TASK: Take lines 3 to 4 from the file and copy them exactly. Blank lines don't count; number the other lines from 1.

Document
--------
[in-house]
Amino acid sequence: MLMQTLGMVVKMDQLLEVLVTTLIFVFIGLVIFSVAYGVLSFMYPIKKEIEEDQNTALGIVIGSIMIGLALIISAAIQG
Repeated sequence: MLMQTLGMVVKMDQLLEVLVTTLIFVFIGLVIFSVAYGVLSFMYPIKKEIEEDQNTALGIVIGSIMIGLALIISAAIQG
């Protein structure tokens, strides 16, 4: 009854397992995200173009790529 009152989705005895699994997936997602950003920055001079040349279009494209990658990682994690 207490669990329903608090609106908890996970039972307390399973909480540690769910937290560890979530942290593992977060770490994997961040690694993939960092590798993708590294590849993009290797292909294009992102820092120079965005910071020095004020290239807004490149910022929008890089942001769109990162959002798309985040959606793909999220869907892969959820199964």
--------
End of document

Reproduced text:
Repeated sequence: MLMQTLGMVVKMDQLLEVLVTTLIFVFIGLVIFSVAYGVLSFMYPIKKEIEEDQNTALGIVIGSIMIGLALIISAAIQG
């Protein structure tokens, strides 16, 4: 009854397992995200173009790529 009152989705005895699994997936997602950003920055001079040349279009494209990658990682994690 207490669990329903608090609106908890996970039972307390399973909480540690769910937290560890979530942290593992977060770490994997961040690694993939960092590798993708590294590849993009290797292909294009992102820092120079965005910071020095004020290239807004490149910022929008890089942001769109990162959002798309985040959606793909999220869907892969959820199964």